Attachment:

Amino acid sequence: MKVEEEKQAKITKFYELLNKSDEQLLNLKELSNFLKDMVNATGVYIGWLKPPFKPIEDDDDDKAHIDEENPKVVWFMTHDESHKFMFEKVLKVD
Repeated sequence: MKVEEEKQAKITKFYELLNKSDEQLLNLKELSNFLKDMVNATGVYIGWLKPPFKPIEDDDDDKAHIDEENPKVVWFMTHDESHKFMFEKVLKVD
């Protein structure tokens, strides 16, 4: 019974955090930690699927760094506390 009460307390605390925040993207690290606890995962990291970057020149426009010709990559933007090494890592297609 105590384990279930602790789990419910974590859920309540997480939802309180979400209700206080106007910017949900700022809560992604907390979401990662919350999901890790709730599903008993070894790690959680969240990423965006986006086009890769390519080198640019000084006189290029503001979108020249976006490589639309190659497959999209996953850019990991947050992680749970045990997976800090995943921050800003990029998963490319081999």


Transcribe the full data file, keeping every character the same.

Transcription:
Amino acid sequence: MKVEEEKQAKITKFYELLNKSDEQLLNLKELSNFLKDMVNATGVYIGWLKPPFKPIEDDDDDKAHIDEENPKVVWFMTHDESHKFMFEKVLKVD
Repeated sequence: MKVEEEKQAKITKFYELLNKSDEQLLNLKELSNFLKDMVNATGVYIGWLKPPFKPIEDDDDDKAHIDEENPKVVWFMTHDESHKFMFEKVLKVD
């Protein structure tokens, strides 16, 4: 019974955090930690699927760094506390 009460307390605390925040993207690290606890995962990291970057020149426009010709990559933007090494890592297609 105590384990279930602790789990419910974590859920309540997480939802309180979400209700206080106007910017949900700022809560992604907390979401990662919350999901890790709730599903008993070894790690959680969240990423965006986006086009890769390519080198640019000084006189290029503001979108020249976006490589639309190659497959999209996953850019990991947050992680749970045990997976800090995943921050800003990029998963490319081999």